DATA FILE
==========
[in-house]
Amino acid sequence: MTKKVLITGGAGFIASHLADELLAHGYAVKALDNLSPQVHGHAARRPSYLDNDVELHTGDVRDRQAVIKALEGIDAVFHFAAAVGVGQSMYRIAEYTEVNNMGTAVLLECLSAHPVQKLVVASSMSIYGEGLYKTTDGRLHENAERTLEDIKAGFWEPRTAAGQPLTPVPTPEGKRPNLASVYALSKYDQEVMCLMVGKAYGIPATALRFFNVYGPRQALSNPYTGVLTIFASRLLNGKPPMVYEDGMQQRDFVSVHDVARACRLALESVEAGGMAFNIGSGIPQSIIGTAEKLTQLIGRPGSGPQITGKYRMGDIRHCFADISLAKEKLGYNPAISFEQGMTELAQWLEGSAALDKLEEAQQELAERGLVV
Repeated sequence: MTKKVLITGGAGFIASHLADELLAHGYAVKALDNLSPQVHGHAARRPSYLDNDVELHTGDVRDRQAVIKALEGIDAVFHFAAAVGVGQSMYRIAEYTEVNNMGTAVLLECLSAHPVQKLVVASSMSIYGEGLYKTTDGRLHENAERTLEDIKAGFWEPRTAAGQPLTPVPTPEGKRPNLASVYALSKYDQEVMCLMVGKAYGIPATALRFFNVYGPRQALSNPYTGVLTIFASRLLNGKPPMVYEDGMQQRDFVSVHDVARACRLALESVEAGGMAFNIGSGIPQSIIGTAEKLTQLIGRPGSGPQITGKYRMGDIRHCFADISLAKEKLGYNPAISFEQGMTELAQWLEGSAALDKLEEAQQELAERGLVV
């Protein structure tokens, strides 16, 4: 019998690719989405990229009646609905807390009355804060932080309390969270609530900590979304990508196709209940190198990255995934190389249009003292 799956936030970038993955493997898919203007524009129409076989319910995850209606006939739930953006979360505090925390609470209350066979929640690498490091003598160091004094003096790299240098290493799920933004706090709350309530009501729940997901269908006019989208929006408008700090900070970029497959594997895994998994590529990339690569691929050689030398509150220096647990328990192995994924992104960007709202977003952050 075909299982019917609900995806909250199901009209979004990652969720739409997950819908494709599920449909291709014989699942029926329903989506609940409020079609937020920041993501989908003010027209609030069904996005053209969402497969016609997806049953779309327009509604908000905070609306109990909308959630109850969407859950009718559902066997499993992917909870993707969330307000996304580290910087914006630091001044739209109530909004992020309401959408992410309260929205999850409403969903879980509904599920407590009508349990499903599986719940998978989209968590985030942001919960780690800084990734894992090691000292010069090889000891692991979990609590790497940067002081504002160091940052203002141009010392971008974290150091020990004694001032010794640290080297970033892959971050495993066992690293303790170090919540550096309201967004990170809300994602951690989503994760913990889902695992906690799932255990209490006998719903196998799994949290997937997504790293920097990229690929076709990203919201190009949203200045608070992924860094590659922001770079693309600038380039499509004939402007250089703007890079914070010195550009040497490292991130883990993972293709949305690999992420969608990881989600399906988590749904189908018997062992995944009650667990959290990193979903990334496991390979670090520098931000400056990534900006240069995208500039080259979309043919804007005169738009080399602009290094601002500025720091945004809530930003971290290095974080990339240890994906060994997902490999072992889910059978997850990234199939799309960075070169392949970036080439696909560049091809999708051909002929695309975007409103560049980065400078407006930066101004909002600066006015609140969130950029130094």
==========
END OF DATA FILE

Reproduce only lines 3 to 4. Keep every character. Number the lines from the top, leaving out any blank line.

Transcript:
Repeated sequence: MTKKVLITGGAGFIASHLADELLAHGYAVKALDNLSPQVHGHAARRPSYLDNDVELHTGDVRDRQAVIKALEGIDAVFHFAAAVGVGQSMYRIAEYTEVNNMGTAVLLECLSAHPVQKLVVASSMSIYGEGLYKTTDGRLHENAERTLEDIKAGFWEPRTAAGQPLTPVPTPEGKRPNLASVYALSKYDQEVMCLMVGKAYGIPATALRFFNVYGPRQALSNPYTGVLTIFASRLLNGKPPMVYEDGMQQRDFVSVHDVARACRLALESVEAGGMAFNIGSGIPQSIIGTAEKLTQLIGRPGSGPQITGKYRMGDIRHCFADISLAKEKLGYNPAISFEQGMTELAQWLEGSAALDKLEEAQQELAERGLVV
């Protein structure tokens, strides 16, 4: 019998690719989405990229009646609905807390009355804060932080309390969270609530900590979304990508196709209940190198990255995934190389249009003292 799956936030970038993955493997898919203007524009129409076989319910995850209606006939739930953006979360505090925390609470209350066979929640690498490091003598160091004094003096790299240098290493799920933004706090709350309530009501729940997901269908006019989208929006408008700090900070970029497959594997895994998994590529990339690569691929050689030398509150220096647990328990192995994924992104960007709202977003952050 075909299982019917609900995806909250199901009209979004990652969720739409997950819908494709599920449909291709014989699942029926329903989506609940409020079609937020920041993501989908003010027209609030069904996005053209969402497969016609997806049953779309327009509604908000905070609306109990909308959630109850969407859950009718559902066997499993992917909870993707969330307000996304580290910087914006630091001044739209109530909004992020309401959408992410309260929205999850409403969903879980509904599920407590009508349990499903599986719940998978989209968590985030942001919960780690800084990734894992090691000292010069090889000891692991979990609590790497940067002081504002160091940052203002141009010392971008974290150091020990004694001032010794640290080297970033892959971050495993066992690293303790170090919540550096309201967004990170809300994602951690989503994760913990889902695992906690799932255990209490006998719903196998799994949290997937997504790293920097990229690929076709990203919201190009949203200045608070992924860094590659922001770079693309600038380039499509004939402007250089703007890079914070010195550009040497490292991130883990993972293709949305690999992420969608990881989600399906988590749904189908018997062992995944009650667990959290990193979903990334496991390979670090520098931000400056990534900006240069995208500039080259979309043919804007005169738009080399602009290094601002500025720091945004809530930003971290290095974080990339240890994906060994997902490999072992889910059978997850990234199939799309960075070169392949970036080439696909560049091809999708051909002929695309975007409103560049980065400078407006930066101004909002600066006015609140969130950029130094």